Acorn Media is currently releasing a number of British television shows on DVD in the United States. One of the latest releases, which went on sale this past week, is Demob. The title refers to Demobilized, meaning, it is about a couple of soldiers who have just gotten home from World War II and are released back into the general population. Both have a hard time coping with their new life, and suffer a number of setbacks. While set in the 1940′s, the show aired in the fall of 1993, and the DVD release contains all six episodes.
The two discharged soldiers are Ian Deasey (Griff Rhys Jones, Alas Smith and Jones) and Dick Dobson (Martin Clunes, Doc Martin). Deasey has a job and a family to come home to, while Dobson would like to avoid going back to his father’s farm, and does, for awhile. Deasey and Dobson were entertainers in the army, often delivering jokes and songs for the men. Once home, Deasey has little desire to continue to work his boring job, while Dobson is a roll-with-the-punches kind of guy, floating along. Both have a hard time adjusting, and end up going through a series of adventures together while they seek a life post-war.
The series raises a number of issues about those demobbed boys. They are now used to a very different life than the one they have at home, and so struggle to fit into society. What happens is a restlessness. Dobson gets involved in shady deals, mainly at the behest of Rudy (James Faulkner, Bridget Jones’s Diary), who is, more than anyone, the villain of the show. Dobson drags Deasey into the messes with him. Deasey, meanwhile, seeks a career in show business, of a sort, whether it be theater or radio. They are often joined in these endeavors by the lovely Hedda (Samantha Womack, EastEnders), who has a delightful voice, and is eventually a love interest for Deasey,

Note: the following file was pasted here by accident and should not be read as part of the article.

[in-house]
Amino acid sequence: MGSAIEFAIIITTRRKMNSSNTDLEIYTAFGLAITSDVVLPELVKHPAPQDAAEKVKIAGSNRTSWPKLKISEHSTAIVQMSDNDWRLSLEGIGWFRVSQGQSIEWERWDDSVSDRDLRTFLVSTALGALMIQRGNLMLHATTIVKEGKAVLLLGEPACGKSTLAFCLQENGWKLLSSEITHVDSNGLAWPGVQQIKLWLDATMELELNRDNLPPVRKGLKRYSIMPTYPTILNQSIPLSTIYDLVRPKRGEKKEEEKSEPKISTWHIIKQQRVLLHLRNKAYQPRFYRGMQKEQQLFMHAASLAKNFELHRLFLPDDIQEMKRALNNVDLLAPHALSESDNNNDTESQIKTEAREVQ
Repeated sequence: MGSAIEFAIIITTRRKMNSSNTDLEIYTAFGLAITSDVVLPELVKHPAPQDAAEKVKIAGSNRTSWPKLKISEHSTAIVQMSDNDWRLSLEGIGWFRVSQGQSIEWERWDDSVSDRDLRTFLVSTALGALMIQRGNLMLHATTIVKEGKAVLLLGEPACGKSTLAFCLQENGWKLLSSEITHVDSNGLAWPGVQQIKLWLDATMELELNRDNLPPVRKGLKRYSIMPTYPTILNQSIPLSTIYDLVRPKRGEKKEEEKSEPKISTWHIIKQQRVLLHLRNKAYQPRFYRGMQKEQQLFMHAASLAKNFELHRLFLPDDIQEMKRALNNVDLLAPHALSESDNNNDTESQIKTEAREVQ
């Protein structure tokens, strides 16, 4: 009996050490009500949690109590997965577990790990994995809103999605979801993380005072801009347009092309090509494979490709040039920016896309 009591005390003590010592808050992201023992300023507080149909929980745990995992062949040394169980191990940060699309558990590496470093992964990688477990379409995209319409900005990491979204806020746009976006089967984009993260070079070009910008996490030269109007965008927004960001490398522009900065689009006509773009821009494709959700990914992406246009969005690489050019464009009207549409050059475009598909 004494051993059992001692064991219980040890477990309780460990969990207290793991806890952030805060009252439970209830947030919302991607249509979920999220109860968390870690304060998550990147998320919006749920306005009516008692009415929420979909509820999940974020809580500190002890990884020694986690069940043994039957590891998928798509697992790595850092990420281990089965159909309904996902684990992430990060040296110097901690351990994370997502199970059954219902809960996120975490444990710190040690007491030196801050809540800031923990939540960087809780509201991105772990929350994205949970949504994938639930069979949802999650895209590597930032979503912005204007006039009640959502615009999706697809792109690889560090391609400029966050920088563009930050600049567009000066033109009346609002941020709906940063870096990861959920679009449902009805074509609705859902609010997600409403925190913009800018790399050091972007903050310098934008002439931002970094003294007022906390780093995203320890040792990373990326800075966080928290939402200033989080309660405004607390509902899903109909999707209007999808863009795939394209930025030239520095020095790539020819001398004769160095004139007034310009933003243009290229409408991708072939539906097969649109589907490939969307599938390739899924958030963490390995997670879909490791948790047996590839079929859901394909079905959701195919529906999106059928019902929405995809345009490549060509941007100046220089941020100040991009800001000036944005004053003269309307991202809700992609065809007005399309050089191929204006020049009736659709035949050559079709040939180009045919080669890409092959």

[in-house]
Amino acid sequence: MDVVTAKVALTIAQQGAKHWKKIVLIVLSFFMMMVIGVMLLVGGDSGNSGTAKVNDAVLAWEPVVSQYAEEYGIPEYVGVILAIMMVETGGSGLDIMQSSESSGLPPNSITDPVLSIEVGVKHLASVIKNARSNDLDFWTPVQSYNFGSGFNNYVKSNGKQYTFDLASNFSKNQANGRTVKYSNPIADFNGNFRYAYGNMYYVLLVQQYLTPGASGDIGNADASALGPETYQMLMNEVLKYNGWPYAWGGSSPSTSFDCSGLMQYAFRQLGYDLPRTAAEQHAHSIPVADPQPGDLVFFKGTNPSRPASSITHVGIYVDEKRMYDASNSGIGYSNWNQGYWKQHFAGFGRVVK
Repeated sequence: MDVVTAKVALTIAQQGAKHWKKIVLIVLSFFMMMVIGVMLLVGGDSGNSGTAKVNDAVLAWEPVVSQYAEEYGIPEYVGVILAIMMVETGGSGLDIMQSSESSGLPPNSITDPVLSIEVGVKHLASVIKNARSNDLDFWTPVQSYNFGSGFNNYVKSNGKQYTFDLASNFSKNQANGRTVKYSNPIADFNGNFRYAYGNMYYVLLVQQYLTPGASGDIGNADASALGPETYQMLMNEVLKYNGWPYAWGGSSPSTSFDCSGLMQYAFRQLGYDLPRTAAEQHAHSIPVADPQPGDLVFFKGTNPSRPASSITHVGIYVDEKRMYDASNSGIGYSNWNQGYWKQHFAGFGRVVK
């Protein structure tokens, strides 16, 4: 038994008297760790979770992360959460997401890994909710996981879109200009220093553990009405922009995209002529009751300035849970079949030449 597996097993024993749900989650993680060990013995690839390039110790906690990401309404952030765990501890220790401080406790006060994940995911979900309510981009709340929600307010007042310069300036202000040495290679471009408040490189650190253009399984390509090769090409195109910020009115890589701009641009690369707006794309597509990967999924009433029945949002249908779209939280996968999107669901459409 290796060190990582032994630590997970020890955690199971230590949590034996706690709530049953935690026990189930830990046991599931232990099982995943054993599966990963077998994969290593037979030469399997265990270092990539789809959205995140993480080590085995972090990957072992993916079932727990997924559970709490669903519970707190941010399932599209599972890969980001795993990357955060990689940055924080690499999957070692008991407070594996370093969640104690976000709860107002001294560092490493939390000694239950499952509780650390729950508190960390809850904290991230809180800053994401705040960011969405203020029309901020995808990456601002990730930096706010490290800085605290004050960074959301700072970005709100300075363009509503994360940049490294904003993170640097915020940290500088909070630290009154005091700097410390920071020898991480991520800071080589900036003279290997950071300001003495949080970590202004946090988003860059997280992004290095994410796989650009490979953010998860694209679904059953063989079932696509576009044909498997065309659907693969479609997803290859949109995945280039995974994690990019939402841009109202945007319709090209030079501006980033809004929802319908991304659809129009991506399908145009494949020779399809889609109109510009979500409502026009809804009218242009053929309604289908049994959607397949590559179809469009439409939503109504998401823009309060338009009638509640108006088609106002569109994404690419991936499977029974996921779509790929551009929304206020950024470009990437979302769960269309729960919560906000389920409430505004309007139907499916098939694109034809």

Each episode finds the trio in a slightly different line of work, as they bounce from job to job. There are some really interesting twists, including a big one for one of the leads at the end of episode five, that is unexpected and changes the entire game. I will not spoil the surprises, even though the series aired nearly two decades ago, but the ending is realistic, not contrived, and not at all what is expected.
Also in the cast are Deasey’s wife, Janet (Amanda Redman, New Trick, Little Dorrit). She is not at all pleased with Ian’s mid-life crisis, expecting the same man she fell in love with to return. When he doesn’t, she throws him out of the house and seeks comfort in an engaged doctor’s arms. Both Janet and Ian are different people from when they parted, and there is definitely the need to get to know each other all over again after years spent separate.
The DVD set has no extras at all, but that should not discourage you from purchasing it. Unlike more modern shows, and those that were made in the U.S., Demob is not readily available in reruns, so this DVD may be the best chance you have to watch it. And watch it, you should. There is humor and heart, and a large dose of authenticity that makes it a special treat, well worth the time and money.
Buy Demob, now available on DVD.